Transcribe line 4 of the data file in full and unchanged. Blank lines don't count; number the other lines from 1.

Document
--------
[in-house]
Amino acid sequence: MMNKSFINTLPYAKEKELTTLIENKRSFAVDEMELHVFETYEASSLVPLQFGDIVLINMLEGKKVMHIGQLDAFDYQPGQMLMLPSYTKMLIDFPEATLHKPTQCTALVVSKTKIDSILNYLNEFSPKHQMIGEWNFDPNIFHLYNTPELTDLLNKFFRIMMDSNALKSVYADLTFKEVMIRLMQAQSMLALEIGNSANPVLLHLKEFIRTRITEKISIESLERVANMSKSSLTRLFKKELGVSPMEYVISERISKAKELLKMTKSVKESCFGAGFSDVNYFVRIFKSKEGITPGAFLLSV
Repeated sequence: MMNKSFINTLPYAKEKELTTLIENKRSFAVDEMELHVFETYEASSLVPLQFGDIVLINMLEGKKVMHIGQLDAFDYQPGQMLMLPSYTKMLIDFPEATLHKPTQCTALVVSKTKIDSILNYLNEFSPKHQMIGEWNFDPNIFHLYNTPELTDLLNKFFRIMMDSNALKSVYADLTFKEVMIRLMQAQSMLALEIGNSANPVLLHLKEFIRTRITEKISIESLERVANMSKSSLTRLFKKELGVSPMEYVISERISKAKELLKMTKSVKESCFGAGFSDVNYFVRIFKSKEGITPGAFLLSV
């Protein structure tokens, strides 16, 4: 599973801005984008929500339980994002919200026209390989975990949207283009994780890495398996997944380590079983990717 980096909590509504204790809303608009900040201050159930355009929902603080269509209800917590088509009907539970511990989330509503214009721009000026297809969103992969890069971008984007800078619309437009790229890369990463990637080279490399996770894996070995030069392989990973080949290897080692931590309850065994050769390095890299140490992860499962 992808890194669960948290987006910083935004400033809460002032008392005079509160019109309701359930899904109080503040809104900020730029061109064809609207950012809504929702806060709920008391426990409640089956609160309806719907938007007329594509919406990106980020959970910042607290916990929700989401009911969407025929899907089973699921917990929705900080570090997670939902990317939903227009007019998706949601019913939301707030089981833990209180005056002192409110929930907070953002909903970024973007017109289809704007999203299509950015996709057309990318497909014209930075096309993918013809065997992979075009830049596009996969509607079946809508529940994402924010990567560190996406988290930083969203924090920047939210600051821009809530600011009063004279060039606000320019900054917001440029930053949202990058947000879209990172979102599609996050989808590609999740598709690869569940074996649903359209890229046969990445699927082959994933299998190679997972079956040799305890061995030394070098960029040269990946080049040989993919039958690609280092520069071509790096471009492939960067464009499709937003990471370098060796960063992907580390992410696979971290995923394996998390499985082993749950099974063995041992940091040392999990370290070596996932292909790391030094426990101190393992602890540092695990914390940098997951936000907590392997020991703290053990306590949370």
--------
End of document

């Protein structure tokens, strides 16, 4: 599973801005984008929500339980994002919200026209390989975990949207283009994780890495398996997944380590079983990717 980096909590509504204790809303608009900040201050159930355009929902603080269509209800917590088509009907539970511990989330509503214009721009000026297809969103992969890069971008984007800078619309437009790229890369990463990637080279490399996770894996070995030069392989990973080949290897080692931590309850065994050769390095890299140490992860499962 992808890194669960948290987006910083935004400033809460002032008392005079509160019109309701359930899904109080503040809104900020730029061109064809609207950012809504929702806060709920008391426990409640089956609160309806719907938007007329594509919406990106980020959970910042607290916990929700989401009911969407025929899907089973699921917990929705900080570090997670939902990317939903227009007019998706949601019913939301707030089981833990209180005056002192409110929930907070953002909903970024973007017109289809704007999203299509950015996709057309990318497909014209930075096309993918013809065997992979075009830049596009996969509607079946809508529940994402924010990567560190996406988290930083969203924090920047939210600051821009809530600011009063004279060039606000320019900054917001440029930053949202990058947000879209990172979102599609996050989808590609999740598709690869569940074996649903359209890229046969990445699927082959994933299998190679997972079956040799305890061995030394070098960029040269990946080049040989993919039958690609280092520069071509790096471009492939960067464009499709937003990471370098060796960063992907580390992410696979971290995923394996998390499985082993749950099974063995041992940091040392999990370290070596996932292909790391030094426990101190393992602890540092695990914390940098997951936000907590392997020991703290053990306590949370």